Molecular markers
Melanoma mutations
KIT

Author: Joshua Bradish, M.D. (see Authors page)
Editor: Liang Cheng, M.D.

Revised: 12 June 2018, last major update March 2014

Copyright: (c) 2014-2018, PathologyOutlines.com, Inc.

PubMed Search: KIT[TI] melanoma mutations free full text[sb]

See also: CD117
Cite this page: Bradish, J. KIT. PathologyOutlines.com website. http://www.pathologyoutlines.com/topic/molecularpathKIT.html. Accessed July 22nd, 2018.
Definition / general
  • KIT is the gene encoding a transmembrane tyrosine kinase receptor, involved in both the MAP kinase and AKT pathways, which are intimately involved with cell proliferation and survival (J Clin Oncol 2013;31:3176, Int J Biol Sci 2013;9:435)
  • KIT activation occurs after binding of stem cell factor (SCF), a hematopoietic cytokine
  • Binding of SCF leads to dimerization of 2 KIT receptors, leading to downstream signal transduction
  • KIT is necessary for the normal development of melanocytes
  • KIT mutations occur in melanoma subtypes (see table below)
Diagrams / tables

Images hosted on other servers:

KIT dimerization

MAP kinase and AKT pathways

KIT mutations in melanoma subtypes

Mutations
  • KIT mutations are found in only 3% of melanomas overall
  • A disproportionate amount of KIT aberrations are identified in melanoma arising from chronically sun damaged skin, acral and mucosal sites (23% overall)
  • KIT mutations are rarely found in melanoma arising on nonchronically sun damaged skin (those melanomas containing frequent BRAF mutations) (J Clin Oncol 2013;31:3176)
  • Types of KIT mutations include: K642E*, L576P*, D816H, V559A, A829P, intronic deletion, R634W, Y553N and N566D (* two most common mutations)
  • KIT mutations are nearly always mutually exclusive with NRAS or BRAF
Associated histological findings
  • In general, the 3 types of melanomas enriched with KIT mutations (acral, mucosal and those with chronic sun damage) typically show a lentiginous growth pattern with single melanocytes distributed along the basal epidermis (J Invest Dermatol 2010;130:20)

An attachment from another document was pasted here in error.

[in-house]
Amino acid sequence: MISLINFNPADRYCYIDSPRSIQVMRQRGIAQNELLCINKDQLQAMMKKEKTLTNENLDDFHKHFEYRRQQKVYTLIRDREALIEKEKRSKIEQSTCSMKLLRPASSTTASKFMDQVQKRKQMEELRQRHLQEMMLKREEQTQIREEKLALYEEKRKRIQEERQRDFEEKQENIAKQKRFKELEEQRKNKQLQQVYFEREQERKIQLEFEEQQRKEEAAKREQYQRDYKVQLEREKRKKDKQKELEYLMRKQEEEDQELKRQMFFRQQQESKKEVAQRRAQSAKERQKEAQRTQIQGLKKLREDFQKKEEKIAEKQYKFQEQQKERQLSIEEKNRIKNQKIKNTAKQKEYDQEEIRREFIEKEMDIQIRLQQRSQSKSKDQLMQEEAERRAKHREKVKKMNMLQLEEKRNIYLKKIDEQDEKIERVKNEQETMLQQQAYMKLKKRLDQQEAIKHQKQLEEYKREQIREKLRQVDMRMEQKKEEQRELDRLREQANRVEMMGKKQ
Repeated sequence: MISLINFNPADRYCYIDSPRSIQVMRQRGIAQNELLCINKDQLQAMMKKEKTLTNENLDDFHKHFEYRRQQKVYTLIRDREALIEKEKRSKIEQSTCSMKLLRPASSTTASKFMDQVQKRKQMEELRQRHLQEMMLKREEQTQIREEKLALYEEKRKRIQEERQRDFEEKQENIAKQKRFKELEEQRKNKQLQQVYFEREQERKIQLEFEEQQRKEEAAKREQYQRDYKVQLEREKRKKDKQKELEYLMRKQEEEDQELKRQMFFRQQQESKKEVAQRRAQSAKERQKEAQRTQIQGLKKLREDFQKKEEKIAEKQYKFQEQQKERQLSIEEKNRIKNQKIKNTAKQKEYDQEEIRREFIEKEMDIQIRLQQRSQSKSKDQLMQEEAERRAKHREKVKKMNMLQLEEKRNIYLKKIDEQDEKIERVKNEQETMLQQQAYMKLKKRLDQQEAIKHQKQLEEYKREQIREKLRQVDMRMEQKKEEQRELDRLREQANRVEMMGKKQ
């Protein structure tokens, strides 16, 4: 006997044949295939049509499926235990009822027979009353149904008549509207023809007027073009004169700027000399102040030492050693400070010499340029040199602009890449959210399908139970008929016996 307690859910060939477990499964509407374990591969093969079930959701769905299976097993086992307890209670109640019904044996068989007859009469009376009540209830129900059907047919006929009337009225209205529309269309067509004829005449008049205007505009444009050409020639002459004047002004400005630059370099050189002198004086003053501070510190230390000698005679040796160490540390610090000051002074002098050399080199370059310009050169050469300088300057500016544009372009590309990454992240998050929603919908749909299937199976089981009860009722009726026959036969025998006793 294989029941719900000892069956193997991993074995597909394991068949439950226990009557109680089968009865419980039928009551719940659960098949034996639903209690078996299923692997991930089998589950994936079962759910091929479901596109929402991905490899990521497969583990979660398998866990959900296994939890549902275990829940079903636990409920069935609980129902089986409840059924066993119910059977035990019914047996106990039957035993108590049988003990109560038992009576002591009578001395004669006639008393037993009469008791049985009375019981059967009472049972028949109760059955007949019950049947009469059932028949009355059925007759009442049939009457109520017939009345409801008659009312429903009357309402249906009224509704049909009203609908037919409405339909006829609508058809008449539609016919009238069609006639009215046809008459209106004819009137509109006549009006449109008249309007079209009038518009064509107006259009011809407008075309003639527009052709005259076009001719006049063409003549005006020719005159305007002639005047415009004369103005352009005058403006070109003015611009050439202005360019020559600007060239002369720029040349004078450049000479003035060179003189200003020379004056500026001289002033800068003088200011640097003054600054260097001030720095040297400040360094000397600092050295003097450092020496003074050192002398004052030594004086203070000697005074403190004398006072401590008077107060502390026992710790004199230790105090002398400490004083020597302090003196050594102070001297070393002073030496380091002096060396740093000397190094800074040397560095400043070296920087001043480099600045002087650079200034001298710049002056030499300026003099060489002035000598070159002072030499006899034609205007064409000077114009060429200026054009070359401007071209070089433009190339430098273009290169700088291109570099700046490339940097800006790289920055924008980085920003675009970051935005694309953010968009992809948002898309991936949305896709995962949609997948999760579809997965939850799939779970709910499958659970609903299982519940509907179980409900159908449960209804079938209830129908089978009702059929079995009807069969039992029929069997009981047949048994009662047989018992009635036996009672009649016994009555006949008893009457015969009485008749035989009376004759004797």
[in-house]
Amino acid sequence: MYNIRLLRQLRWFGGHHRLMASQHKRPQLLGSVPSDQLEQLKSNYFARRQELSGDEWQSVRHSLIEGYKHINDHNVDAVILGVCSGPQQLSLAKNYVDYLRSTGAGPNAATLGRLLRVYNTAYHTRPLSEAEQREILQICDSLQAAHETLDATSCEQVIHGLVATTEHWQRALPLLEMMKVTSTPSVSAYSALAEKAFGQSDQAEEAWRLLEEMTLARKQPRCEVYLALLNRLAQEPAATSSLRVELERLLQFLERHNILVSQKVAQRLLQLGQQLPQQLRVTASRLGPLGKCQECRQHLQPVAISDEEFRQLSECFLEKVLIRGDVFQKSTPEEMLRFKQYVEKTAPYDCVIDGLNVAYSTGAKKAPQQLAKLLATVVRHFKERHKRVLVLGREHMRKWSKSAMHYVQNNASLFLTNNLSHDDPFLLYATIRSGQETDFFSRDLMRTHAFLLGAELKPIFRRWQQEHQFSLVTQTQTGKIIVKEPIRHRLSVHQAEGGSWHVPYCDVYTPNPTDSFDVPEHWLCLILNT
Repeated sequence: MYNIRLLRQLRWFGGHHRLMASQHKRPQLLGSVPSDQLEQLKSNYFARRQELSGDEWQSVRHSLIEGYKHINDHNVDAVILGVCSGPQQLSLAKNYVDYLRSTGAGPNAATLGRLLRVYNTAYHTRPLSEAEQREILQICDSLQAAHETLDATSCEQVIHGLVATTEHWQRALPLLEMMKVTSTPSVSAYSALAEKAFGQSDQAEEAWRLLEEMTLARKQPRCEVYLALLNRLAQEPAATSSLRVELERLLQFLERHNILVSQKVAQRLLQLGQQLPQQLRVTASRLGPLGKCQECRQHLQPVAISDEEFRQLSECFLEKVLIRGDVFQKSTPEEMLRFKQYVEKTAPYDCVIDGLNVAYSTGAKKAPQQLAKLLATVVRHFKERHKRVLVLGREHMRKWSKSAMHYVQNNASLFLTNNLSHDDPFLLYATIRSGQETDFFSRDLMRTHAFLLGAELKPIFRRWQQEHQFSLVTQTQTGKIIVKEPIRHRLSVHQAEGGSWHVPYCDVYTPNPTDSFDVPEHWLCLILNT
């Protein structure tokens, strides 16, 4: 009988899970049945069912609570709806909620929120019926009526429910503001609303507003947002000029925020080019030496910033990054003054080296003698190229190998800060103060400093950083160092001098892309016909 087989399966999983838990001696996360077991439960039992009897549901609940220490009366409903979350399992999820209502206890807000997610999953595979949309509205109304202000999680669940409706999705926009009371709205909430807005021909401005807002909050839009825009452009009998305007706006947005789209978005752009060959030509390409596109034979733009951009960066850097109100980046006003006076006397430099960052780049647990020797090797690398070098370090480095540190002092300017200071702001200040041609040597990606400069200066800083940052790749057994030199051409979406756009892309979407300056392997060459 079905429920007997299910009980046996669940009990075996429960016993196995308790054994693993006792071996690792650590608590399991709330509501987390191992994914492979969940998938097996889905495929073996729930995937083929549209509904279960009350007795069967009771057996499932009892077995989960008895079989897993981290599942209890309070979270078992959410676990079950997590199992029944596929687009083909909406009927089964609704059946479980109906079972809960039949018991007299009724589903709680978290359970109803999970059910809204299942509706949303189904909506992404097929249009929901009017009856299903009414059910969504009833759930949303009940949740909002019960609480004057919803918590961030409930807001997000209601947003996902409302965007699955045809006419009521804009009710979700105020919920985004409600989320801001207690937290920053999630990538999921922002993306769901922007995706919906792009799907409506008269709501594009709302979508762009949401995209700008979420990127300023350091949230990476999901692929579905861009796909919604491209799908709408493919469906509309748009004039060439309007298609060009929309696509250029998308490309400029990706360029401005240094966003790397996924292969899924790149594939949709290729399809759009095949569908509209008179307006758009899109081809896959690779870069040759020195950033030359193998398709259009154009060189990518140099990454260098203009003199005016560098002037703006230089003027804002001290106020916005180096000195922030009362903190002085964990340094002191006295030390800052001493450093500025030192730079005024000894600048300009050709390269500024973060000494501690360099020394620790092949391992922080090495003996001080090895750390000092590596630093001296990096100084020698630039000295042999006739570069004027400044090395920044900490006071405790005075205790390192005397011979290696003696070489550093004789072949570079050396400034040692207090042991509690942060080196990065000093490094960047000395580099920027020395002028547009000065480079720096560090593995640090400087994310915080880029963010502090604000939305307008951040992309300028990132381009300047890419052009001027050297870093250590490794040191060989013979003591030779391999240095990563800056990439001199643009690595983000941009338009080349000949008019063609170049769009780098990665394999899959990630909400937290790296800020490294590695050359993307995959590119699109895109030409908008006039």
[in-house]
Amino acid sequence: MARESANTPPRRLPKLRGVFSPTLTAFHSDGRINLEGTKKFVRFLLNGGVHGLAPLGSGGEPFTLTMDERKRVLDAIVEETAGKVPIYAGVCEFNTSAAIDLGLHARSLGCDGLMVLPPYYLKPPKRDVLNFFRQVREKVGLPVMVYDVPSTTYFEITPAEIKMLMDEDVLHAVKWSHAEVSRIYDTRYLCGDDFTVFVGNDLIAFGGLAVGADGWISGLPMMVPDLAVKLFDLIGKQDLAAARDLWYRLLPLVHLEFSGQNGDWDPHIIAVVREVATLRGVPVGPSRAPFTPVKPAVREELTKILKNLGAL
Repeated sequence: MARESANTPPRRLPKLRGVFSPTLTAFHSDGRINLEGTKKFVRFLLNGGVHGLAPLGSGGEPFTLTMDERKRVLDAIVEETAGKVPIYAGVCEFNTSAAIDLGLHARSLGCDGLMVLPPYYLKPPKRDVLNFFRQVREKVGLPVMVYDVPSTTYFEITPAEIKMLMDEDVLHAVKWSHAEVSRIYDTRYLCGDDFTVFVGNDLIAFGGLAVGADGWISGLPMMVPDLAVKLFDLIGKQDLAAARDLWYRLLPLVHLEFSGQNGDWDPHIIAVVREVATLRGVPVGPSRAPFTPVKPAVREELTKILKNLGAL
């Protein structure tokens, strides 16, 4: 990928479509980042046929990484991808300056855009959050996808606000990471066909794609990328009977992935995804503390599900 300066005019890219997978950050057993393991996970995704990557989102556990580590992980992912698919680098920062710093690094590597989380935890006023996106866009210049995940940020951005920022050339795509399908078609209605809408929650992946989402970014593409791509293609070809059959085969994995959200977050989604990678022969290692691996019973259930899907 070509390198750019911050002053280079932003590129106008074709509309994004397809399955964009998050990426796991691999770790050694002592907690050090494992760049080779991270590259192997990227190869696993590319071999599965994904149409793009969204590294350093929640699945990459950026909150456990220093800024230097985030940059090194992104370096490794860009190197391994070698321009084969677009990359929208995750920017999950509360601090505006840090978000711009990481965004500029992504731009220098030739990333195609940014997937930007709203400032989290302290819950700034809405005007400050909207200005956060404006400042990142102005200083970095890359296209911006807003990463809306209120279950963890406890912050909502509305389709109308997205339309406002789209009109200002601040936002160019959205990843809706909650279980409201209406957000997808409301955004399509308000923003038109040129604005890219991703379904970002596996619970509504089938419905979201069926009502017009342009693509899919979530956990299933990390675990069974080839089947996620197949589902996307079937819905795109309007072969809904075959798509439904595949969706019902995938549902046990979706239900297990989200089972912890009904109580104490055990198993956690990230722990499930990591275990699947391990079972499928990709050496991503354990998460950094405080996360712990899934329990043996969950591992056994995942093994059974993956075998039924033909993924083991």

Detection methods
  • KIT mutation detection is difficult because there is a wide range of possible, nonrecurring aberrations (J Clin Oncol 2013;31:3176)
  • Aberrations include: increased copy number, amplification or specific mutations
  • Specific mutations are only detectible through sequencing of relevant exons (9, 11, 13, 17 and 18) (Clin Cancer Res 2012;18:1195)
  • For melanoma, using CD117 as a marker for KIT overexpression is NOT reliable and should NOT be used
  • To date, there has been no significant discordance between primary and metastatic KIT melanomas
Inhibitor therapy
  • KIT testing is recommended after a mucosal or acral melanoma has been determined to be BRAF- (Clin Cancer Res 2012;18:1195, J Clin Oncol 2013;31:3176)
  • Sequencing of exons 9, 11, 13, 17 and 18 is performed
  • Imatinib is a tyrosine kinase inhibitor used to treat multiple neoplasms including: CML (Ph+), advanced GIST, ALL (Ph+), DFSP and others
  • Evidence from multiple phase II trials suggests that only certain KIT mutations, specifically those in exon 11 and exon 13, are responsive to inhibitor therapy, while others are not
  • Exon 11 contains the mutation L576P while exon 13 contains K642E; these are the 2 most commonly identified KIT mutations in melanoma
  • Ipilimumab, a monoclonal antibody which targets CTLA4, is another drug which shows some promise in melanomas known to be enriched with KIT mutations, and has been approved by the EU as a second line treatment of melanoma
  • Ipilimumab decreases inhibition of cytotoxic T cells and increases their ability to destroy cancer cells
Mechanisms of resistance
  • Resistance mechanisms in melanoma have not been well documented as the evaluation of imatinib is only in phase II trials
  • Criteria defining resistance have not been established (J Clin Oncol 2012;30:e37, J Invest Dermatol 2010;130:20)
  • In GIST, up to 50% of patients treated with imatinib develop resistance
  • Resistance mechanisms include: tyrosine kinase switching, resistance in wild type KIT, amplification and overexpression, efflux of imatinib by cells and acquired secondary KIT mutations
  • Secondary mutations in KIT are the most common mechanisms by which GISTs acquire resistance, typically through interefering with the drug binding site or activating a different locus of the receptor (J Clin Oncol 2006;24:4764, J Invest Dermatol 2010;130:20)
  • Future studies and clinical trials will evaluate responses with KIT inhibitors
Resistance therapies
  • Patients with GIST who demonstrate resistance on imatinib are either treated with dose escalation or an alternative tyrosine kinase inhibitor (J Invest Dermatol 2010;130:20)
  • Sunitinib is effective in KIT mutations, especially those with exon 9 mutations, V654A and T670I mutations (Clin Cancer Res 2006;12:2622)
  • Other KIT inhibitors used include nilotinib, dasatinib and sorafenib